The Internet of Things (IoT) is on everyone’s lips in theory, but in practical implementation in companies, the speed of market penetration still leaves much to be desired.
Promise of salvation: real-time optimization
Many developers and users of the technology associate IoT with the vision of optimized working conditions through constantly advanced digitization. By means of data obtained in real time, reliable statements are to be made about the effective use of machines and the utilization of premises. Ideally, the information gathered will then lead to adjustments that help save resources in terms of time and money. In the best case, this then results in freed-up capacities, which in turn can be used to increase innovation. Keywords for these practices are goods tracking, networked measurements, predictive maintenance or intelligent building management.
Cost-effective and simple IoT integration
To collect all the data, sensors are usually needed on an increasing scale. Fortunately for sellers and users of the technology, prices for these measurement devices have been falling for years. Statistics indicate that in 2010, it was necessary to pay around 0.66 euros for the digital capturers. In 2020, the same modules cost only 0.29 euros. A cost saving of over 50 percent should actually be a massive incentive to implement them in one’s own company structure, one might think. Especially when the comparatively simple installation of the solutions is praised in many places. Simply connect the applications and the values could start flowing. And yet many companies are still hesitant about integration. Why?
IoT: Not always as easy as thought
In addition to the fact that many entrepreneurs often already have enough on their plate to deal with the day-to-day problems of their companies, the installation of IoT solutions is not quite as simple as is always rumored. After the initial seemingly simple setup of an IoT network, many users notice that a few additions are often needed to ensure smooth operation.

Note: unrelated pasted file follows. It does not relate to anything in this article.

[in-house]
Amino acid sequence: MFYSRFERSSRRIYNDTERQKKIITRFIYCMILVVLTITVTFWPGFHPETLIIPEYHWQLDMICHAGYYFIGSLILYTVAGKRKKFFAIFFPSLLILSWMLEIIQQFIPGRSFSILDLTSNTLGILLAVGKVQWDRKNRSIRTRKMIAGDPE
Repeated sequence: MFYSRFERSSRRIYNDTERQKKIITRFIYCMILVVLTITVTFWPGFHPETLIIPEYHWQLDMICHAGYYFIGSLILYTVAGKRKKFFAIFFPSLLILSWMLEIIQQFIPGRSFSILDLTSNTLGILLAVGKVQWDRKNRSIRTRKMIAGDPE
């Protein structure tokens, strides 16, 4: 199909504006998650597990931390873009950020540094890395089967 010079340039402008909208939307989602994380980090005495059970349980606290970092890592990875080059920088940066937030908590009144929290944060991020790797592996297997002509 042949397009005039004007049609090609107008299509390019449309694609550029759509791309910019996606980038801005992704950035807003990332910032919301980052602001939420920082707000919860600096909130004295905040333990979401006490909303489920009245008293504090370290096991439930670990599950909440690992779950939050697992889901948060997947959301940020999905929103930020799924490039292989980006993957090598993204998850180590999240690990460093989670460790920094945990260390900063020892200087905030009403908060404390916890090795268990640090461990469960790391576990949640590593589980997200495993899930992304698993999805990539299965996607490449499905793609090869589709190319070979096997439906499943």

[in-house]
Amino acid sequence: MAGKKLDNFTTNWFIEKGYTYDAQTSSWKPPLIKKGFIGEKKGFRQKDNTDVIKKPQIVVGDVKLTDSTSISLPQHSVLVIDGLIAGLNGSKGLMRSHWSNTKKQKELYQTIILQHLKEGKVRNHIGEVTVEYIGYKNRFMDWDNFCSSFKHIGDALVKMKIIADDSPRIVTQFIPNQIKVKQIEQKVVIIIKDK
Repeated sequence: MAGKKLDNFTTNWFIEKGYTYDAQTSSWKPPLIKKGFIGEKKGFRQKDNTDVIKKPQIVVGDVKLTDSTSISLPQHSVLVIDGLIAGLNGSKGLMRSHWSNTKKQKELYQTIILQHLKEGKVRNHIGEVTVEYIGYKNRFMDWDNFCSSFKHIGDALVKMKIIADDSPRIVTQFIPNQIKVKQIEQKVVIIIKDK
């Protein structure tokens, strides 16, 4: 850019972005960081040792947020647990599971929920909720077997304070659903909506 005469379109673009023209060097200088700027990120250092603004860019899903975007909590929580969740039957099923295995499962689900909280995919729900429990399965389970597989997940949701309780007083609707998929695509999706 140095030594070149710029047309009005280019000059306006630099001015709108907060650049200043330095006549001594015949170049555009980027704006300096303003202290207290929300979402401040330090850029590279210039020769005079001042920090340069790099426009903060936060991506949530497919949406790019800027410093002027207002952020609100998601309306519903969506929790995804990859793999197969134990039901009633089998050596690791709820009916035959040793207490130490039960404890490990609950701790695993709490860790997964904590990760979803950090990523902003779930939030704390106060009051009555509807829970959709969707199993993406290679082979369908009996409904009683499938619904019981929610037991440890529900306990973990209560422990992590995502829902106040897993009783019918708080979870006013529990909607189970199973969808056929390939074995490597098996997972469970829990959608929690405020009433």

For example, when converting from conventional to smart lighting systems, it is not enough to simply change the type of light bulb. Network and control software, photoreceptors, sensor and lighting programs, as well as a zone design and gateway controller, among other things, are also needed.
Investment in the future
However, all the obstacles should not stop anyone from approaching this innovation. Not only is the Internet of Things already part of reality today, it is also making more and more room in people’s everyday lives. Many customers are already using IoT-enabled technology in one way or another. And there is no end in sight, quite the opposite. So it goes without saying that companies better adapt to the trend if they don’t want to risk their business models becoming obsolete sooner or later.
That’s why interested parties should evaluate their own current needs. Is it worth purchasing and installing a new lighting system to save money? Are there new government or market mandated regulations that can be more easily implemented using IoT? Do you stand to gain new potential if you can better track your own facilities and inventory?
If the answers to such questions are increasingly positive, it is advisable to meet with independent experts. Consultants who do not act in personal union with a manufacturer are more likely to be able to determine the actual needs and provide meaningful tips. Finally, it is recommended that IoT technology only be integrated in partial steps. There is not yet an all-encompassing solution on the market for every problem. And the existing ones are being overtaken more and more quickly by technological evolutions. Therefore, it is worthwhile not to solve everything in one fell swoop and then not to worry about it anymore. Instead, you should always remain open to new things and keep an eye on the state of development.